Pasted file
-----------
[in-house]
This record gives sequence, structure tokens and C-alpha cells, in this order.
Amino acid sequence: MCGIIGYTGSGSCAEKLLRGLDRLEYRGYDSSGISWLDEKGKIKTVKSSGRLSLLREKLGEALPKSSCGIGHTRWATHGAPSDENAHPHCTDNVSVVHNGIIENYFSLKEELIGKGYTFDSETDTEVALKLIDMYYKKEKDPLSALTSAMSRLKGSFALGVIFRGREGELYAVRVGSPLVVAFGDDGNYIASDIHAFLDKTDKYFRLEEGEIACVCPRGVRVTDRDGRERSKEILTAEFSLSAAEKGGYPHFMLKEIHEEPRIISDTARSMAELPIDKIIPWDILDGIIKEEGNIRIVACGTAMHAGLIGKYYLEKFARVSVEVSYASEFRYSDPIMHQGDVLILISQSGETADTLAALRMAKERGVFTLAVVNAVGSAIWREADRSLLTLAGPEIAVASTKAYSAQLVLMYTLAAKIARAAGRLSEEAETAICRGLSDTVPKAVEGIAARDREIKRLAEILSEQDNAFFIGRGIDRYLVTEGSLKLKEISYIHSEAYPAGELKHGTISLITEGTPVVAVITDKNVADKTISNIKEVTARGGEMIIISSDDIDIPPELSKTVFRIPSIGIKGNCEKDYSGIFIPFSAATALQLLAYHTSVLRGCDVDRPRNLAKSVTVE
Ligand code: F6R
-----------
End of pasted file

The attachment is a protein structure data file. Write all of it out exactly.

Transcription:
[in-house]
This record gives sequence, structure tokens and C-alpha cells, in this order.
Amino acid sequence: MCGIIGYTGSGSCAEKLLRGLDRLEYRGYDSSGISWLDEKGKIKTVKSSGRLSLLREKLGEALPKSSCGIGHTRWATHGAPSDENAHPHCTDNVSVVHNGIIENYFSLKEELIGKGYTFDSETDTEVALKLIDMYYKKEKDPLSALTSAMSRLKGSFALGVIFRGREGELYAVRVGSPLVVAFGDDGNYIASDIHAFLDKTDKYFRLEEGEIACVCPRGVRVTDRDGRERSKEILTAEFSLSAAEKGGYPHFMLKEIHEEPRIISDTARSMAELPIDKIIPWDILDGIIKEEGNIRIVACGTAMHAGLIGKYYLEKFARVSVEVSYASEFRYSDPIMHQGDVLILISQSGETADTLAALRMAKERGVFTLAVVNAVGSAIWREADRSLLTLAGPEIAVASTKAYSAQLVLMYTLAAKIARAAGRLSEEAETAICRGLSDTVPKAVEGIAARDREIKRLAEILSEQDNAFFIGRGIDRYLVTEGSLKLKEISYIHSEAYPAGELKHGTISLITEGTPVVAVITDKNVADKTISNIKEVTARGGEMIIISSDDIDIPPELSKTVFRIPSIGIKGNCEKDYSGIFIPFSAATALQLLAYHTSVLRGCDVDRPRNLAKSVTVE
Ligand code: F6R